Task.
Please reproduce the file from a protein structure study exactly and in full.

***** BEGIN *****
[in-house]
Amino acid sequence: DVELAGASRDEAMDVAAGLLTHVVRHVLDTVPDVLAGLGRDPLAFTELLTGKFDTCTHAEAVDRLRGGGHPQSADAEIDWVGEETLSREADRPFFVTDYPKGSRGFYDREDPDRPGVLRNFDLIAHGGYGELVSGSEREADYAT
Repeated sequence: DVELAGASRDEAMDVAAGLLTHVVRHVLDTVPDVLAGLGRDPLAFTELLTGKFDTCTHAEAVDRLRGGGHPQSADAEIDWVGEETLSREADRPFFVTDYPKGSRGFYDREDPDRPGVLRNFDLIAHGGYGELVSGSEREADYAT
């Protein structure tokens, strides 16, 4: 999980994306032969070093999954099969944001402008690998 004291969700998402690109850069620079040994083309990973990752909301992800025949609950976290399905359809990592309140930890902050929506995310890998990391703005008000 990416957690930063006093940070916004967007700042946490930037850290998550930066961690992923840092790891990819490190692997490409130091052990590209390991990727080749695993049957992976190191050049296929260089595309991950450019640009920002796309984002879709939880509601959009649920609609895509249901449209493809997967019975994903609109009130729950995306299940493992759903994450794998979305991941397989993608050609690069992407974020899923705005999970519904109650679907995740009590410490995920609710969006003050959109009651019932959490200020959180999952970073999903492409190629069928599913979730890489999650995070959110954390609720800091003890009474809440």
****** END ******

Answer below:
[in-house]
Amino acid sequence: DVELAGASRDEAMDVAAGLLTHVVRHVLDTVPDVLAGLGRDPLAFTELLTGKFDTCTHAEAVDRLRGGGHPQSADAEIDWVGEETLSREADRPFFVTDYPKGSRGFYDREDPDRPGVLRNFDLIAHGGYGELVSGSEREADYAT
Repeated sequence: DVELAGASRDEAMDVAAGLLTHVVRHVLDTVPDVLAGLGRDPLAFTELLTGKFDTCTHAEAVDRLRGGGHPQSADAEIDWVGEETLSREADRPFFVTDYPKGSRGFYDREDPDRPGVLRNFDLIAHGGYGELVSGSEREADYAT
């Protein structure tokens, strides 16, 4: 999980994306032969070093999954099969944001402008690998 004291969700998402690109850069620079040994083309990973990752909301992800025949609950976290399905359809990592309140930890902050929506995310890998990391703005008000 990416957690930063006093940070916004967007700042946490930037850290998550930066961690992923840092790891990819490190692997490409130091052990590209390991990727080749695993049957992976190191050049296929260089595309991950450019640009920002796309984002879709939880509601959009649920609609895509249901449209493809997967019975994903609109009130729950995306299940493992759903994450794998979305991941397989993608050609690069992407974020899923705005999970519904109650679907995740009590410490995920609710969006003050959109009651019932959490200020959180999952970073999903492409190629069928599913979730890489999650995070959110954390609720800091003890009474809440």